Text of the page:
Maryland truck accidents can be incredibly destructive, hurting vehicles, property, and of course, people. Because trucks are much larger than most other vehicles on the road, an accident involving one may be particularly dangerous. As in other accidents, Maryland state law allows those injured in Maryland truck accidents to file a personal injury lawsuit against the negligent driver to recover. However, it is important to note how these truck accidents may differ from other accidents, including car and motorcycle accidents. Unlike cars and motorcycles, most individuals do not drive trucks as their primary form of personal transportation. Instead, most truck drivers are driving for work, and are employed by a third party. Thus, a legal doctrine called vicarious liability, which may allow injured accident victims to sue a truck driver’s employer as well as the driver themselves, is especially relevant in these cases.
To illustrate the point, let’s use a real-life truck accident that occurred just last week. According to a local news report, one truck was passing by another parked truck when the passenger side mirror struck the second truck. Immediately afterward, a pedestrian—a 58-year-old man—was then struck by the moving truck as well. While the accident is still under investigation, let’s suppose for a moment that the driver of the first truck was negligent in some way—perhaps they were distracted while driving, leading to the incident. The injured man may want to file a personal injury lawsuit against him. These suits can cover hospital bills, past and future medical expenses, lost wages, and pain and suffering.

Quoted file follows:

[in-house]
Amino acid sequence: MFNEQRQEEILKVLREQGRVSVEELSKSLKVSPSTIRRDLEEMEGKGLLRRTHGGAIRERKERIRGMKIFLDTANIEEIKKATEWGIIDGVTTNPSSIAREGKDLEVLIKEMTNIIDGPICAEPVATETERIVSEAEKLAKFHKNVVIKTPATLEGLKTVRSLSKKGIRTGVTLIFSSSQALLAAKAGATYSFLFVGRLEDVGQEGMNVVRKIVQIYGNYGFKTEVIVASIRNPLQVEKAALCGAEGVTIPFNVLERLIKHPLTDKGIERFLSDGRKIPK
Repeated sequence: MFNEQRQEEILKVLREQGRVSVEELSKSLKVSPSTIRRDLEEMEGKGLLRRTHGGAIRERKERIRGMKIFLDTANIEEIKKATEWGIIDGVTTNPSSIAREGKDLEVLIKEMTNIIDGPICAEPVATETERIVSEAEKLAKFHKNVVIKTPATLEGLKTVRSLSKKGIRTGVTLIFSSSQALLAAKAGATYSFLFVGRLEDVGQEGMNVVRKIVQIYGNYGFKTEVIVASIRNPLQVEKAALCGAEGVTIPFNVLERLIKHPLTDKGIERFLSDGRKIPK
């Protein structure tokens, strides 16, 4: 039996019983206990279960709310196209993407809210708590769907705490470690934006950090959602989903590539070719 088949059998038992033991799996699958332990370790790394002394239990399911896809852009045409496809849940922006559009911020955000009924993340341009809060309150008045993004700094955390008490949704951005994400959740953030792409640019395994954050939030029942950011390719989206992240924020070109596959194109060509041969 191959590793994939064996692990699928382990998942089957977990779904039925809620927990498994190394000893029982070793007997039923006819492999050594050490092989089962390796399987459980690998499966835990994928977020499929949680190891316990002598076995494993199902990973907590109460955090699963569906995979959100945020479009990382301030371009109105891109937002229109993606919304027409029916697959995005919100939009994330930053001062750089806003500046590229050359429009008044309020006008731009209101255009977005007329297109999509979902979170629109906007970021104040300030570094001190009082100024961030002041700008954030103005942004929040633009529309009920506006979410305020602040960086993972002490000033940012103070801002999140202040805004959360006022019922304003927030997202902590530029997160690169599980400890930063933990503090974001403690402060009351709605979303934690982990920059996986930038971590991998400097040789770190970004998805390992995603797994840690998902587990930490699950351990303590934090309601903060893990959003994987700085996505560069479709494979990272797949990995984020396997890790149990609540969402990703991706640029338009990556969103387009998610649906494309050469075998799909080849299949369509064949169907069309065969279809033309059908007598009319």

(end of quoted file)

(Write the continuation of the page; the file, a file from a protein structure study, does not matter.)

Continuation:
Now let’s suppose that the injured victim—the plaintiff—incurred $100,000 in total costs as a result of this accident. It may be that the truck driver—the defendant—does not have sufficient funds to cover these costs. So, the plaintiff in this case may want to file suit against the defendant’s employer, for whom the defendant was driving the truck. Depending on the case and the nature of the employment, the plaintiff may be able to recover from the employer as well, even though they were not actually present at the time of the crash. This is known as the doctrine of vicarious liability—holding the employer vicariously liable for something negligent their employee did while on the job.